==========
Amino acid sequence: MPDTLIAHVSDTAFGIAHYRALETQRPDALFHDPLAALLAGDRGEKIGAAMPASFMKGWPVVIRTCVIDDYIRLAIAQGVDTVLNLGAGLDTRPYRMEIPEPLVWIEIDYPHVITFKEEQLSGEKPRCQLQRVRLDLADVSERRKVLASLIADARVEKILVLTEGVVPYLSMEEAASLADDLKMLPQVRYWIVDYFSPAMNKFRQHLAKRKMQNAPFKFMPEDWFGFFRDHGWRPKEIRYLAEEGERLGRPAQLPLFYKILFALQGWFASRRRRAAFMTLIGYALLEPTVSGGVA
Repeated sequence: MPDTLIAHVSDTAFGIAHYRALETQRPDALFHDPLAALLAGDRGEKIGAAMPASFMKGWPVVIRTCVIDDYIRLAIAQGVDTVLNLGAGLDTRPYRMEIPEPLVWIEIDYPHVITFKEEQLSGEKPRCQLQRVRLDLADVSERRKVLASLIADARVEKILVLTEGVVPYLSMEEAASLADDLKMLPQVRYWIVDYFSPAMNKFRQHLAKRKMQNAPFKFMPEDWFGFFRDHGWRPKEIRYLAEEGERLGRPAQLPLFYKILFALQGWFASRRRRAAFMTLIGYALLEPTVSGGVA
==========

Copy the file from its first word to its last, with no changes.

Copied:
Amino acid sequence: MPDTLIAHVSDTAFGIAHYRALETQRPDALFHDPLAALLAGDRGEKIGAAMPASFMKGWPVVIRTCVIDDYIRLAIAQGVDTVLNLGAGLDTRPYRMEIPEPLVWIEIDYPHVITFKEEQLSGEKPRCQLQRVRLDLADVSERRKVLASLIADARVEKILVLTEGVVPYLSMEEAASLADDLKMLPQVRYWIVDYFSPAMNKFRQHLAKRKMQNAPFKFMPEDWFGFFRDHGWRPKEIRYLAEEGERLGRPAQLPLFYKILFALQGWFASRRRRAAFMTLIGYALLEPTVSGGVA
Repeated sequence: MPDTLIAHVSDTAFGIAHYRALETQRPDALFHDPLAALLAGDRGEKIGAAMPASFMKGWPVVIRTCVIDDYIRLAIAQGVDTVLNLGAGLDTRPYRMEIPEPLVWIEIDYPHVITFKEEQLSGEKPRCQLQRVRLDLADVSERRKVLASLIADARVEKILVLTEGVVPYLSMEEAASLADDLKMLPQVRYWIVDYFSPAMNKFRQHLAKRKMQNAPFKFMPEDWFGFFRDHGWRPKEIRYLAEEGERLGRPAQLPLFYKILFALQGWFASRRRRAAFMTLIGYALLEPTVSGGVA